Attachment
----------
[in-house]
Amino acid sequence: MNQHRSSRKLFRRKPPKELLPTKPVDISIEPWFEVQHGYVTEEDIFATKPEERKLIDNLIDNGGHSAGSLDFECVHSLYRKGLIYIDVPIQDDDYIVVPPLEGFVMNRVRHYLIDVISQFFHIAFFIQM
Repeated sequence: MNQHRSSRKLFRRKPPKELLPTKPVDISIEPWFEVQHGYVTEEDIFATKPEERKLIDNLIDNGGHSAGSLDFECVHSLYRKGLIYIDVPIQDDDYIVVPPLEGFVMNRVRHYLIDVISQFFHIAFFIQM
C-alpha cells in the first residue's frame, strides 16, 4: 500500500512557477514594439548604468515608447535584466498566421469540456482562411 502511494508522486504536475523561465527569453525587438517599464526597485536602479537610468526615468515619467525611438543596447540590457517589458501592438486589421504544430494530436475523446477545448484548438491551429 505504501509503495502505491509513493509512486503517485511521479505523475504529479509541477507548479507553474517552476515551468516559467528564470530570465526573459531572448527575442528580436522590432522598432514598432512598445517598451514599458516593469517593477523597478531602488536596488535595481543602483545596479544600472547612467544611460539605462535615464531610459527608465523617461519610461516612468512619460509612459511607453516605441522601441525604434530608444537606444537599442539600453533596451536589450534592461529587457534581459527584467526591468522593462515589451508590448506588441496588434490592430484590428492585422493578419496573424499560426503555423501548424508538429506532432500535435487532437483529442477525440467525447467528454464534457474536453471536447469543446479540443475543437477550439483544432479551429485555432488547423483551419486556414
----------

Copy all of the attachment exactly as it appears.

[in-house]
Amino acid sequence: MNQHRSSRKLFRRKPPKELLPTKPVDISIEPWFEVQHGYVTEEDIFATKPEERKLIDNLIDNGGHSAGSLDFECVHSLYRKGLIYIDVPIQDDDYIVVPPLEGFVMNRVRHYLIDVISQFFHIAFFIQM
Repeated sequence: MNQHRSSRKLFRRKPPKELLPTKPVDISIEPWFEVQHGYVTEEDIFATKPEERKLIDNLIDNGGHSAGSLDFECVHSLYRKGLIYIDVPIQDDDYIVVPPLEGFVMNRVRHYLIDVISQFFHIAFFIQM
C-alpha cells in the first residue's frame, strides 16, 4: 500500500512557477514594439548604468515608447535584466498566421469540456482562411 502511494508522486504536475523561465527569453525587438517599464526597485536602479537610468526615468515619467525611438543596447540590457517589458501592438486589421504544430494530436475523446477545448484548438491551429 505504501509503495502505491509513493509512486503517485511521479505523475504529479509541477507548479507553474517552476515551468516559467528564470530570465526573459531572448527575442528580436522590432522598432514598432512598445517598451514599458516593469517593477523597478531602488536596488535595481543602483545596479544600472547612467544611460539605462535615464531610459527608465523617461519610461516612468512619460509612459511607453516605441522601441525604434530608444537606444537599442539600453533596451536589450534592461529587457534581459527584467526591468522593462515589451508590448506588441496588434490592430484590428492585422493578419496573424499560426503555423501548424508538429506532432500535435487532437483529442477525440467525447467528454464534457474536453471536447469543446479540443475543437477550439483544432479551429485555432488547423483551419486556414